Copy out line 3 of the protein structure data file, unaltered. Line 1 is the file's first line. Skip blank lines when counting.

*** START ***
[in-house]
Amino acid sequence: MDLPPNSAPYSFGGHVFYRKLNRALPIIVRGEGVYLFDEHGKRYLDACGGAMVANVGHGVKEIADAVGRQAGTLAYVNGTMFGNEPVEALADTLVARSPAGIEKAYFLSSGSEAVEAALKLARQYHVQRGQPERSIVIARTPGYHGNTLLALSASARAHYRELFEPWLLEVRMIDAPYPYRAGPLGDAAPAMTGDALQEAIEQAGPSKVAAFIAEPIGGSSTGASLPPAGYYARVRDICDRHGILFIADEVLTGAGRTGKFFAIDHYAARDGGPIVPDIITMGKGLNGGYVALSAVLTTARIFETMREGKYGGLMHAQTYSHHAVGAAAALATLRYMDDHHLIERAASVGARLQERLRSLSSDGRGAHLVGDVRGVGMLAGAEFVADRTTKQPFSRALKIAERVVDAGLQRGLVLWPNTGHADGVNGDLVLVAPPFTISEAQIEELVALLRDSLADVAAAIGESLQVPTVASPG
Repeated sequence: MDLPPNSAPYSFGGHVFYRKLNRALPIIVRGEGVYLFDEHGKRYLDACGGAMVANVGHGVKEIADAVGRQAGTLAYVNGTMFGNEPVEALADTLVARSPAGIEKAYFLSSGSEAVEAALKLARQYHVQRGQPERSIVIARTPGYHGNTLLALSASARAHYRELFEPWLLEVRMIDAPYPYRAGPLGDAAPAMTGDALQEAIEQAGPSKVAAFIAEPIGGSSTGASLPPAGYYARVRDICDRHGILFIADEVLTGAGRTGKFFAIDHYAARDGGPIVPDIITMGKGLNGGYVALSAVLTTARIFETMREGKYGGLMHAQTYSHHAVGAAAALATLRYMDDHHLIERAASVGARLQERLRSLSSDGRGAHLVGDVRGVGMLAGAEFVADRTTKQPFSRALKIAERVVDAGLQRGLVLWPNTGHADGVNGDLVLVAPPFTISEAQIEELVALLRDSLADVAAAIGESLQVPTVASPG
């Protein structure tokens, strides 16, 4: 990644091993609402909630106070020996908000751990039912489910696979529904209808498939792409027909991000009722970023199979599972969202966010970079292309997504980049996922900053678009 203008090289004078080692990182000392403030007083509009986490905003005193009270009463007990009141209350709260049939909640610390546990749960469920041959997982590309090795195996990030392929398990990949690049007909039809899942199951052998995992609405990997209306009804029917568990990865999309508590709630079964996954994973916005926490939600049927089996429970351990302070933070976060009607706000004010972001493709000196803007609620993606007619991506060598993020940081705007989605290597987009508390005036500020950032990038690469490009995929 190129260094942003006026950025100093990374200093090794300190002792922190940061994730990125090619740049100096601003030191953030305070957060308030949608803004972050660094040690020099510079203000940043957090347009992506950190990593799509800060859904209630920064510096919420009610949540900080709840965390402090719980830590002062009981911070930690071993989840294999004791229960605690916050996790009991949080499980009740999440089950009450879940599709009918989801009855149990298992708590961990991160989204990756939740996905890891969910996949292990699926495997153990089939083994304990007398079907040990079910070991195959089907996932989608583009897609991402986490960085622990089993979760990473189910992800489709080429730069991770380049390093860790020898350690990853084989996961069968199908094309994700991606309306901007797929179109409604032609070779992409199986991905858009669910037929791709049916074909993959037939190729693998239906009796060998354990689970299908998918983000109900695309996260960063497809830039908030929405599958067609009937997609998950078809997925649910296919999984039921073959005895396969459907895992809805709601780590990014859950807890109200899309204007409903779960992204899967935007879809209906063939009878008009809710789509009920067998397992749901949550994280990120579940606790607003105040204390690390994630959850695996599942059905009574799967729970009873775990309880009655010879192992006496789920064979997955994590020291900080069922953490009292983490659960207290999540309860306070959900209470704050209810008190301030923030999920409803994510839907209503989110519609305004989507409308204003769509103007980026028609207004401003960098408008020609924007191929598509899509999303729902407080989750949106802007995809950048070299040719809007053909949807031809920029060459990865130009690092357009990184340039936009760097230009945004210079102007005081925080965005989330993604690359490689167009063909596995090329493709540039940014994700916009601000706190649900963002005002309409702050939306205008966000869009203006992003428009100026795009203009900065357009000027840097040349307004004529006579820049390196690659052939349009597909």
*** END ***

Repeated sequence: MDLPPNSAPYSFGGHVFYRKLNRALPIIVRGEGVYLFDEHGKRYLDACGGAMVANVGHGVKEIADAVGRQAGTLAYVNGTMFGNEPVEALADTLVARSPAGIEKAYFLSSGSEAVEAALKLARQYHVQRGQPERSIVIARTPGYHGNTLLALSASARAHYRELFEPWLLEVRMIDAPYPYRAGPLGDAAPAMTGDALQEAIEQAGPSKVAAFIAEPIGGSSTGASLPPAGYYARVRDICDRHGILFIADEVLTGAGRTGKFFAIDHYAARDGGPIVPDIITMGKGLNGGYVALSAVLTTARIFETMREGKYGGLMHAQTYSHHAVGAAAALATLRYMDDHHLIERAASVGARLQERLRSLSSDGRGAHLVGDVRGVGMLAGAEFVADRTTKQPFSRALKIAERVVDAGLQRGLVLWPNTGHADGVNGDLVLVAPPFTISEAQIEELVALLRDSLADVAAAIGESLQVPTVASPG